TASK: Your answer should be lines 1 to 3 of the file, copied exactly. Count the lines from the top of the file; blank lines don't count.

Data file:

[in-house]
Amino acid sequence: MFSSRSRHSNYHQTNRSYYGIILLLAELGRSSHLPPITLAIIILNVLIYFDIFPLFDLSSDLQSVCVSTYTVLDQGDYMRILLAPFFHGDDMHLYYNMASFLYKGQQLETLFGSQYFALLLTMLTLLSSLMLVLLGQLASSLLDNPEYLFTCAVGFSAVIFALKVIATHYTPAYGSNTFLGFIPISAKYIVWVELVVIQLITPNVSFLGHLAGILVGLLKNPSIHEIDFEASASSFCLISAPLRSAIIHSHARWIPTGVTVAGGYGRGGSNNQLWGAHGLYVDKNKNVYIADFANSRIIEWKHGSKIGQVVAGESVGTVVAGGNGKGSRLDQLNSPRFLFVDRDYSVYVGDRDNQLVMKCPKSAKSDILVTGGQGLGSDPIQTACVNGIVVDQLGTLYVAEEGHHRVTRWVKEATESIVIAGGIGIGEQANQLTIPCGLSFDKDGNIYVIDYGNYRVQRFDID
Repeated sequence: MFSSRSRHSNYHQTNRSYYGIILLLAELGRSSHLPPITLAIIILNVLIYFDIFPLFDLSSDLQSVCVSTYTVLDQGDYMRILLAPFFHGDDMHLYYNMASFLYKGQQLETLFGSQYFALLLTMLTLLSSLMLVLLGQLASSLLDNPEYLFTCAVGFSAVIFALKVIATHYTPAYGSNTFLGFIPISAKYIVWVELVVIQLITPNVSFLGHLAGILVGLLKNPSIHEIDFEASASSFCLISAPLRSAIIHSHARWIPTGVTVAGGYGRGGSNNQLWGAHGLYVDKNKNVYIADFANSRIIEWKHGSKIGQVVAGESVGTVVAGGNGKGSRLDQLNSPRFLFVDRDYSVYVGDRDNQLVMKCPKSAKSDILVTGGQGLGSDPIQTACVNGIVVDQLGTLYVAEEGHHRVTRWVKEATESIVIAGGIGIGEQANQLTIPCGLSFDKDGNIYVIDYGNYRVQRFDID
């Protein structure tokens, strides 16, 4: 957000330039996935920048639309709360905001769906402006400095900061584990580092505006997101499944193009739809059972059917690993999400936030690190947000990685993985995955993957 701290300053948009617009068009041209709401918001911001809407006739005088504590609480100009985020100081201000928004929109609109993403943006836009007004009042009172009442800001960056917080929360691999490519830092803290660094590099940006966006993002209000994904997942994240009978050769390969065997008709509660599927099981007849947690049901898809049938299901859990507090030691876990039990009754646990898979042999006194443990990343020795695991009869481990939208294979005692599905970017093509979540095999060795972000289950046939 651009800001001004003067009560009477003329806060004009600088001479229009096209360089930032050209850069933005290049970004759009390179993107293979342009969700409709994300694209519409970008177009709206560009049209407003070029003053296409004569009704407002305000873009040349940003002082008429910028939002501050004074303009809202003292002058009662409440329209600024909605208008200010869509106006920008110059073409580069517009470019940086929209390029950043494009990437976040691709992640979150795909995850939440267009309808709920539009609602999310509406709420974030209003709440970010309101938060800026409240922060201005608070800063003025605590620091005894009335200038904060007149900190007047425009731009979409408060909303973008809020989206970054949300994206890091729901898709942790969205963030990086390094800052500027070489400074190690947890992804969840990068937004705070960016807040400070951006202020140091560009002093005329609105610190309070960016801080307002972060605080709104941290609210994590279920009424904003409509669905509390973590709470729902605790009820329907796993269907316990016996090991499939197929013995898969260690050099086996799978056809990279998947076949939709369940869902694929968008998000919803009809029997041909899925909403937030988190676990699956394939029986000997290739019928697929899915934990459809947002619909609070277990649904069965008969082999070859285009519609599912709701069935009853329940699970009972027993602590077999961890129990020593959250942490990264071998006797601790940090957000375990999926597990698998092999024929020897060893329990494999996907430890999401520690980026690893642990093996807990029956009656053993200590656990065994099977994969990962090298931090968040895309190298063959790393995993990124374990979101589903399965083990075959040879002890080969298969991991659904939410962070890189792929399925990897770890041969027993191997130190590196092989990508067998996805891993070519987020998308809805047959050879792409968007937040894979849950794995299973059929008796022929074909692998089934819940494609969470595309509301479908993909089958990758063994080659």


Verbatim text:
[in-house]
Amino acid sequence: MFSSRSRHSNYHQTNRSYYGIILLLAELGRSSHLPPITLAIIILNVLIYFDIFPLFDLSSDLQSVCVSTYTVLDQGDYMRILLAPFFHGDDMHLYYNMASFLYKGQQLETLFGSQYFALLLTMLTLLSSLMLVLLGQLASSLLDNPEYLFTCAVGFSAVIFALKVIATHYTPAYGSNTFLGFIPISAKYIVWVELVVIQLITPNVSFLGHLAGILVGLLKNPSIHEIDFEASASSFCLISAPLRSAIIHSHARWIPTGVTVAGGYGRGGSNNQLWGAHGLYVDKNKNVYIADFANSRIIEWKHGSKIGQVVAGESVGTVVAGGNGKGSRLDQLNSPRFLFVDRDYSVYVGDRDNQLVMKCPKSAKSDILVTGGQGLGSDPIQTACVNGIVVDQLGTLYVAEEGHHRVTRWVKEATESIVIAGGIGIGEQANQLTIPCGLSFDKDGNIYVIDYGNYRVQRFDID
Repeated sequence: MFSSRSRHSNYHQTNRSYYGIILLLAELGRSSHLPPITLAIIILNVLIYFDIFPLFDLSSDLQSVCVSTYTVLDQGDYMRILLAPFFHGDDMHLYYNMASFLYKGQQLETLFGSQYFALLLTMLTLLSSLMLVLLGQLASSLLDNPEYLFTCAVGFSAVIFALKVIATHYTPAYGSNTFLGFIPISAKYIVWVELVVIQLITPNVSFLGHLAGILVGLLKNPSIHEIDFEASASSFCLISAPLRSAIIHSHARWIPTGVTVAGGYGRGGSNNQLWGAHGLYVDKNKNVYIADFANSRIIEWKHGSKIGQVVAGESVGTVVAGGNGKGSRLDQLNSPRFLFVDRDYSVYVGDRDNQLVMKCPKSAKSDILVTGGQGLGSDPIQTACVNGIVVDQLGTLYVAEEGHHRVTRWVKEATESIVIAGGIGIGEQANQLTIPCGLSFDKDGNIYVIDYGNYRVQRFDID